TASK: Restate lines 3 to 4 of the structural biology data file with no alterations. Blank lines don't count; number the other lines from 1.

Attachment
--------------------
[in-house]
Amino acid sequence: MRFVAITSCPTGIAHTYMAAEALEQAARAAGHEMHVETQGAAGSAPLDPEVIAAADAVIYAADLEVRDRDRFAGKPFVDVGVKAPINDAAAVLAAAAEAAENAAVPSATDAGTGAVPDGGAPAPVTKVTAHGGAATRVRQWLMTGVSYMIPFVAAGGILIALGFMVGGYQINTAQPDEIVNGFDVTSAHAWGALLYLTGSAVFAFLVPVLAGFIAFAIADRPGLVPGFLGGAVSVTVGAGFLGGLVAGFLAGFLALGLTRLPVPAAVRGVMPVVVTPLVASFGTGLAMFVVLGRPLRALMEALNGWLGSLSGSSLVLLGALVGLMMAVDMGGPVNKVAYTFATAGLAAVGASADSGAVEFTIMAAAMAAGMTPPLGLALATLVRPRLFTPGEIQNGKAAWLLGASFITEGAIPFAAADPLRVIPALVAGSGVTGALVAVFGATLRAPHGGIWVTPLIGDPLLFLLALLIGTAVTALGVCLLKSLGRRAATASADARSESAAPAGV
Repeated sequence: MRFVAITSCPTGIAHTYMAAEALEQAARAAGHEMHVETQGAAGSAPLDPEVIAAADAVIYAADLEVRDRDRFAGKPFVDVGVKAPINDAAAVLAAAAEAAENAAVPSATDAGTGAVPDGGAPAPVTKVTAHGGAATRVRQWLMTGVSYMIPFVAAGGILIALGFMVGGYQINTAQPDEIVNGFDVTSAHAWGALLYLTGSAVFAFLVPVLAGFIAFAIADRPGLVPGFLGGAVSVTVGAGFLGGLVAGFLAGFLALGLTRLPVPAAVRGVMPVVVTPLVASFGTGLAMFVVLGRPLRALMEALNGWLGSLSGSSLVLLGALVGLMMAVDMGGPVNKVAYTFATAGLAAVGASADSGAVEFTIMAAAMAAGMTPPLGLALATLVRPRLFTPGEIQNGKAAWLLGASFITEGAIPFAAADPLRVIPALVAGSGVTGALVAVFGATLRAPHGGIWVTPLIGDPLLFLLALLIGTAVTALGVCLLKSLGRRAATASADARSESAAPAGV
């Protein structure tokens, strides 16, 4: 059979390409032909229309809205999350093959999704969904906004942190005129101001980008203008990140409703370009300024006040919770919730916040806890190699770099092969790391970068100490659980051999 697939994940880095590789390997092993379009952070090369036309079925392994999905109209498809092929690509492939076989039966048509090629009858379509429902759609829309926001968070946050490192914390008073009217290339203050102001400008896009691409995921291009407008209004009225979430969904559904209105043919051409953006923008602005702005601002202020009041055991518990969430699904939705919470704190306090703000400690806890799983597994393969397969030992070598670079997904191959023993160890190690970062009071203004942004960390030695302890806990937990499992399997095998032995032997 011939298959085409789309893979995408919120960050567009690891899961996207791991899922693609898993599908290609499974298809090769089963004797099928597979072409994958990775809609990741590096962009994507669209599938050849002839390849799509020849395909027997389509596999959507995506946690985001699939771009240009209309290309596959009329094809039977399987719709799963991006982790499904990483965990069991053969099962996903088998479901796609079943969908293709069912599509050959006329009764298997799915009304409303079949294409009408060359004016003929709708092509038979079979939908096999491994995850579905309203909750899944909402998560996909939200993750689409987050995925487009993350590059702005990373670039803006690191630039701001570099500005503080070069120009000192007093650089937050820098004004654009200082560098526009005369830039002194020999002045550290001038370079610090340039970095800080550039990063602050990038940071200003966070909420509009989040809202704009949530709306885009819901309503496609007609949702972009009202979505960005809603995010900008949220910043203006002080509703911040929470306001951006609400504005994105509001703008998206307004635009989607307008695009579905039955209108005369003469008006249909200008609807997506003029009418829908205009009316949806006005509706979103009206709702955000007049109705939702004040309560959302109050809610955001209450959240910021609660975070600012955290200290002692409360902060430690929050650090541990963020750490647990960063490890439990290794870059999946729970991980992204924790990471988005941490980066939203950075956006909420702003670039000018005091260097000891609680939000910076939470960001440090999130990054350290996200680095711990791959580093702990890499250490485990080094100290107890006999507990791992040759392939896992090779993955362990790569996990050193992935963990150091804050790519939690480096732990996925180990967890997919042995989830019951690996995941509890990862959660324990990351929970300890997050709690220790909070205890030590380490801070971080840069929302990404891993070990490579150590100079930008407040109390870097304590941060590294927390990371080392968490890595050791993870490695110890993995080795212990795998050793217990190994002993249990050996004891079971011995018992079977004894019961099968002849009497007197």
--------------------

Repeated sequence: MRFVAITSCPTGIAHTYMAAEALEQAARAAGHEMHVETQGAAGSAPLDPEVIAAADAVIYAADLEVRDRDRFAGKPFVDVGVKAPINDAAAVLAAAAEAAENAAVPSATDAGTGAVPDGGAPAPVTKVTAHGGAATRVRQWLMTGVSYMIPFVAAGGILIALGFMVGGYQINTAQPDEIVNGFDVTSAHAWGALLYLTGSAVFAFLVPVLAGFIAFAIADRPGLVPGFLGGAVSVTVGAGFLGGLVAGFLAGFLALGLTRLPVPAAVRGVMPVVVTPLVASFGTGLAMFVVLGRPLRALMEALNGWLGSLSGSSLVLLGALVGLMMAVDMGGPVNKVAYTFATAGLAAVGASADSGAVEFTIMAAAMAAGMTPPLGLALATLVRPRLFTPGEIQNGKAAWLLGASFITEGAIPFAAADPLRVIPALVAGSGVTGALVAVFGATLRAPHGGIWVTPLIGDPLLFLLALLIGTAVTALGVCLLKSLGRRAATASADARSESAAPAGV
């Protein structure tokens, strides 16, 4: 059979390409032909229309809205999350093959999704969904906004942190005129101001980008203008990140409703370009300024006040919770919730916040806890190699770099092969790391970068100490659980051999 697939994940880095590789390997092993379009952070090369036309079925392994999905109209498809092929690509492939076989039966048509090629009858379509429902759609829309926001968070946050490192914390008073009217290339203050102001400008896009691409995921291009407008209004009225979430969904559904209105043919051409953006923008602005702005601002202020009041055991518990969430699904939705919470704190306090703000400690806890799983597994393969397969030992070598670079997904191959023993160890190690970062009071203004942004960390030695302890806990937990499992399997095998032995032997 011939298959085409789309893979995408919120960050567009690891899961996207791991899922693609898993599908290609499974298809090769089963004797099928597979072409994958990775809609990741590096962009994507669209599938050849002839390849799509020849395909027997389509596999959507995506946690985001699939771009240009209309290309596959009329094809039977399987719709799963991006982790499904990483965990069991053969099962996903088998479901796609079943969908293709069912599509050959006329009764298997799915009304409303079949294409009408060359004016003929709708092509038979079979939908096999491994995850579905309203909750899944909402998560996909939200993750689409987050995925487009993350590059702005990373670039803006690191630039701001570099500005503080070069120009000192007093650089937050820098004004654009200082560098526009005369830039002194020999002045550290001038370079610090340039970095800080550039990063602050990038940071200003966070909420509009989040809202704009949530709306885009819901309503496609007609949702972009009202979505960005809603995010900008949220910043203006002080509703911040929470306001951006609400504005994105509001703008998206307004635009989607307008695009579905039955209108005369003469008006249909200008609807997506003029009418829908205009009316949806006005509706979103009206709702955000007049109705939702004040309560959302109050809610955001209450959240910021609660975070600012955290200290002692409360902060430690929050650090541990963020750490647990960063490890439990290794870059999946729970991980992204924790990471988005941490980066939203950075956006909420702003670039000018005091260097000891609680939000910076939470960001440090999130990054350290996200680095711990791959580093702990890499250490485990080094100290107890006999507990791992040759392939896992090779993955362990790569996990050193992935963990150091804050790519939690480096732990996925180990967890997919042995989830019951690996995941509890990862959660324990990351929970300890997050709690220790909070205890030590380490801070971080840069929302990404891993070990490579150590100079930008407040109390870097304590941060590294927390990371080392968490890595050791993870490695110890993995080795212990795998050793217990190994002993249990050996004891079971011995018992079977004894019961099968002849009497007197």